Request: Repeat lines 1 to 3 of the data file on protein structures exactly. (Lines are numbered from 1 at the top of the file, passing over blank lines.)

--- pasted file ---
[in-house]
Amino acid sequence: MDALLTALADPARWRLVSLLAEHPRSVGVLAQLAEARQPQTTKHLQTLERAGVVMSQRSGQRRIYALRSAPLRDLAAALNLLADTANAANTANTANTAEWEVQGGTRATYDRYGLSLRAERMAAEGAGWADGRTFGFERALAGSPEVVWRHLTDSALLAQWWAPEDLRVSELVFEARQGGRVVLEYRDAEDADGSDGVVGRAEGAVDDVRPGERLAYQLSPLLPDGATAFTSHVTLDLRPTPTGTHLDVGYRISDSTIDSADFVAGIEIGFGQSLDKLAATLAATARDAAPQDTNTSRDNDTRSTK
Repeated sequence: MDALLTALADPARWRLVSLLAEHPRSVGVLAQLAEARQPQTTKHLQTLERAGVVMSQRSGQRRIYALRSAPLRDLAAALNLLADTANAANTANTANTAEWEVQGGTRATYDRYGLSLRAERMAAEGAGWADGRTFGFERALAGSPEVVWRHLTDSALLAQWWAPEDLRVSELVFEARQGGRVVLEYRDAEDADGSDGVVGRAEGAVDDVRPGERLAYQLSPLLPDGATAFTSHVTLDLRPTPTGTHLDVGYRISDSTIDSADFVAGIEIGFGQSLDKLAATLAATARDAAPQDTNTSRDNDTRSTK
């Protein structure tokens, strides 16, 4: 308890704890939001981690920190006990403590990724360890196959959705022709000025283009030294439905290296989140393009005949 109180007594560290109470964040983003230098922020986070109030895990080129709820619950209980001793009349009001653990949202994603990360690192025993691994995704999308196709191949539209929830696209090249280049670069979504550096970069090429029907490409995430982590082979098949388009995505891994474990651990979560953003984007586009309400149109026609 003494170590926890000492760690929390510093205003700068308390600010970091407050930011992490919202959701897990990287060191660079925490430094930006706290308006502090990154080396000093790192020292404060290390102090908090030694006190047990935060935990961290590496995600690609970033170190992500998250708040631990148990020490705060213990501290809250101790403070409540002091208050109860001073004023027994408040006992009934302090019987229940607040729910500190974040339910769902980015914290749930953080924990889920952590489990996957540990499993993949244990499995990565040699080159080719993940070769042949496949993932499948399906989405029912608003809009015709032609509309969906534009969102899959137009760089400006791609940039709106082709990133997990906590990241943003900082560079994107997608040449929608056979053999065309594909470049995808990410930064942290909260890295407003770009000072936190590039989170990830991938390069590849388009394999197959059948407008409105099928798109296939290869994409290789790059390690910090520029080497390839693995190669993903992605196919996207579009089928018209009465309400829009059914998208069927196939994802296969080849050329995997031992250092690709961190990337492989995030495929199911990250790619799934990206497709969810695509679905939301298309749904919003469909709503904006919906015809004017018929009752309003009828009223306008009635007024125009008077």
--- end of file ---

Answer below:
[in-house]
Amino acid sequence: MDALLTALADPARWRLVSLLAEHPRSVGVLAQLAEARQPQTTKHLQTLERAGVVMSQRSGQRRIYALRSAPLRDLAAALNLLADTANAANTANTANTAEWEVQGGTRATYDRYGLSLRAERMAAEGAGWADGRTFGFERALAGSPEVVWRHLTDSALLAQWWAPEDLRVSELVFEARQGGRVVLEYRDAEDADGSDGVVGRAEGAVDDVRPGERLAYQLSPLLPDGATAFTSHVTLDLRPTPTGTHLDVGYRISDSTIDSADFVAGIEIGFGQSLDKLAATLAATARDAAPQDTNTSRDNDTRSTK
Repeated sequence: MDALLTALADPARWRLVSLLAEHPRSVGVLAQLAEARQPQTTKHLQTLERAGVVMSQRSGQRRIYALRSAPLRDLAAALNLLADTANAANTANTANTAEWEVQGGTRATYDRYGLSLRAERMAAEGAGWADGRTFGFERALAGSPEVVWRHLTDSALLAQWWAPEDLRVSELVFEARQGGRVVLEYRDAEDADGSDGVVGRAEGAVDDVRPGERLAYQLSPLLPDGATAFTSHVTLDLRPTPTGTHLDVGYRISDSTIDSADFVAGIEIGFGQSLDKLAATLAATARDAAPQDTNTSRDNDTRSTK